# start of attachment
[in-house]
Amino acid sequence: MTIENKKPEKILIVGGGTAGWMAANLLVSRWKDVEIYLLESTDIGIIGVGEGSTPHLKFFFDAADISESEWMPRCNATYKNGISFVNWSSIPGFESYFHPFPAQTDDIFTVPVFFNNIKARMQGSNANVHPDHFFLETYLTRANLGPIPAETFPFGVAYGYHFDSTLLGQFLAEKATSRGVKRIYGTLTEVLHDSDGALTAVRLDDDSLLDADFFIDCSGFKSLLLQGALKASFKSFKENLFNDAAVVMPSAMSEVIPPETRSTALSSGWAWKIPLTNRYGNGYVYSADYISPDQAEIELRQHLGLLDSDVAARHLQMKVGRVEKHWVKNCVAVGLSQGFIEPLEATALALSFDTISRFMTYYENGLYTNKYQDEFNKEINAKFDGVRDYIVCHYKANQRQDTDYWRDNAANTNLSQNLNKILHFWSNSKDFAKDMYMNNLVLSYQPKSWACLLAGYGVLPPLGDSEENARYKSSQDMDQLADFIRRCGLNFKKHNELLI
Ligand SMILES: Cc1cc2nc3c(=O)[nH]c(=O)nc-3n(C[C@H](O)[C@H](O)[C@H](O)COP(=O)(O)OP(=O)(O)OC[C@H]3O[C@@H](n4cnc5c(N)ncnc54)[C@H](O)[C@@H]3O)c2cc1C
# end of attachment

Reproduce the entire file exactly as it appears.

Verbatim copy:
[in-house]
Amino acid sequence: MTIENKKPEKILIVGGGTAGWMAANLLVSRWKDVEIYLLESTDIGIIGVGEGSTPHLKFFFDAADISESEWMPRCNATYKNGISFVNWSSIPGFESYFHPFPAQTDDIFTVPVFFNNIKARMQGSNANVHPDHFFLETYLTRANLGPIPAETFPFGVAYGYHFDSTLLGQFLAEKATSRGVKRIYGTLTEVLHDSDGALTAVRLDDDSLLDADFFIDCSGFKSLLLQGALKASFKSFKENLFNDAAVVMPSAMSEVIPPETRSTALSSGWAWKIPLTNRYGNGYVYSADYISPDQAEIELRQHLGLLDSDVAARHLQMKVGRVEKHWVKNCVAVGLSQGFIEPLEATALALSFDTISRFMTYYENGLYTNKYQDEFNKEINAKFDGVRDYIVCHYKANQRQDTDYWRDNAANTNLSQNLNKILHFWSNSKDFAKDMYMNNLVLSYQPKSWACLLAGYGVLPPLGDSEENARYKSSQDMDQLADFIRRCGLNFKKHNELLI
Ligand SMILES: Cc1cc2nc3c(=O)[nH]c(=O)nc-3n(C[C@H](O)[C@H](O)[C@H](O)COP(=O)(O)OP(=O)(O)OC[C@H]3O[C@@H](n4cnc5c(N)ncnc54)[C@H](O)[C@@H]3O)c2cc1C